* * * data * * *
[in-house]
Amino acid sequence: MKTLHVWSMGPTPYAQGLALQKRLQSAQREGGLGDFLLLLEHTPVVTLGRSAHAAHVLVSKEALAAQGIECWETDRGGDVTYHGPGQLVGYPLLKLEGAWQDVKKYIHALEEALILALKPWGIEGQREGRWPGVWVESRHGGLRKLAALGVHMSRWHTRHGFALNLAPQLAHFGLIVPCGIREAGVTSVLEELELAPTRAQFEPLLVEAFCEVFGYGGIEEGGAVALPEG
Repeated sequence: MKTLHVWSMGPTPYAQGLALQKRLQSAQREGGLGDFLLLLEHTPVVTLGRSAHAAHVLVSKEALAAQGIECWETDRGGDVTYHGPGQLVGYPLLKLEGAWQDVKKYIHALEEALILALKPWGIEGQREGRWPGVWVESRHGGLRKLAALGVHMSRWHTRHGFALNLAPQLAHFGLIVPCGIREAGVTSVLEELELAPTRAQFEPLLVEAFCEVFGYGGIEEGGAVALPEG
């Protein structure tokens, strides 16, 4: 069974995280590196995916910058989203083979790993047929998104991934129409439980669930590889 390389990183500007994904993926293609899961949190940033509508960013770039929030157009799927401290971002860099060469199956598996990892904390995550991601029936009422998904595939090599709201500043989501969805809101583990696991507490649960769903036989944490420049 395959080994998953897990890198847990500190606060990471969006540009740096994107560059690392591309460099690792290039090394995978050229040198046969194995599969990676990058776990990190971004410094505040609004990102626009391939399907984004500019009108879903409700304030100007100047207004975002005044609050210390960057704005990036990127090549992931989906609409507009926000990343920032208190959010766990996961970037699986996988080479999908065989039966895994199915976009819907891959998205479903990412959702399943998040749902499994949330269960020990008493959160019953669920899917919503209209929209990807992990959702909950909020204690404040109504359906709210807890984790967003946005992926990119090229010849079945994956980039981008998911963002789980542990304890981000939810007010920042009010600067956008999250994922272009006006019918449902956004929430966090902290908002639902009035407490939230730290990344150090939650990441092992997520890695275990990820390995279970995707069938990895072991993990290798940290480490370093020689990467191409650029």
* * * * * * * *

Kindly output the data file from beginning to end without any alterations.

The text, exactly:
[in-house]
Amino acid sequence: MKTLHVWSMGPTPYAQGLALQKRLQSAQREGGLGDFLLLLEHTPVVTLGRSAHAAHVLVSKEALAAQGIECWETDRGGDVTYHGPGQLVGYPLLKLEGAWQDVKKYIHALEEALILALKPWGIEGQREGRWPGVWVESRHGGLRKLAALGVHMSRWHTRHGFALNLAPQLAHFGLIVPCGIREAGVTSVLEELELAPTRAQFEPLLVEAFCEVFGYGGIEEGGAVALPEG
Repeated sequence: MKTLHVWSMGPTPYAQGLALQKRLQSAQREGGLGDFLLLLEHTPVVTLGRSAHAAHVLVSKEALAAQGIECWETDRGGDVTYHGPGQLVGYPLLKLEGAWQDVKKYIHALEEALILALKPWGIEGQREGRWPGVWVESRHGGLRKLAALGVHMSRWHTRHGFALNLAPQLAHFGLIVPCGIREAGVTSVLEELELAPTRAQFEPLLVEAFCEVFGYGGIEEGGAVALPEG
């Protein structure tokens, strides 16, 4: 069974995280590196995916910058989203083979790993047929998104991934129409439980669930590889 390389990183500007994904993926293609899961949190940033509508960013770039929030157009799927401290971002860099060469199956598996990892904390995550991601029936009422998904595939090599709201500043989501969805809101583990696991507490649960769903036989944490420049 395959080994998953897990890198847990500190606060990471969006540009740096994107560059690392591309460099690792290039090394995978050229040198046969194995599969990676990058776990990190971004410094505040609004990102626009391939399907984004500019009108879903409700304030100007100047207004975002005044609050210390960057704005990036990127090549992931989906609409507009926000990343920032208190959010766990996961970037699986996988080479999908065989039966895994199915976009819907891959998205479903990412959702399943998040749902499994949330269960020990008493959160019953669920899917919503209209929209990807992990959702909950909020204690404040109504359906709210807890984790967003946005992926990119090229010849079945994956980039981008998911963002789980542990304890981000939810007010920042009010600067956008999250994922272009006006019918449902956004929430966090902290908002639902009035407490939230730290990344150090939650990441092992997520890695275990990820390995279970995707069938990895072991993990290798940290480490370093020689990467191409650029």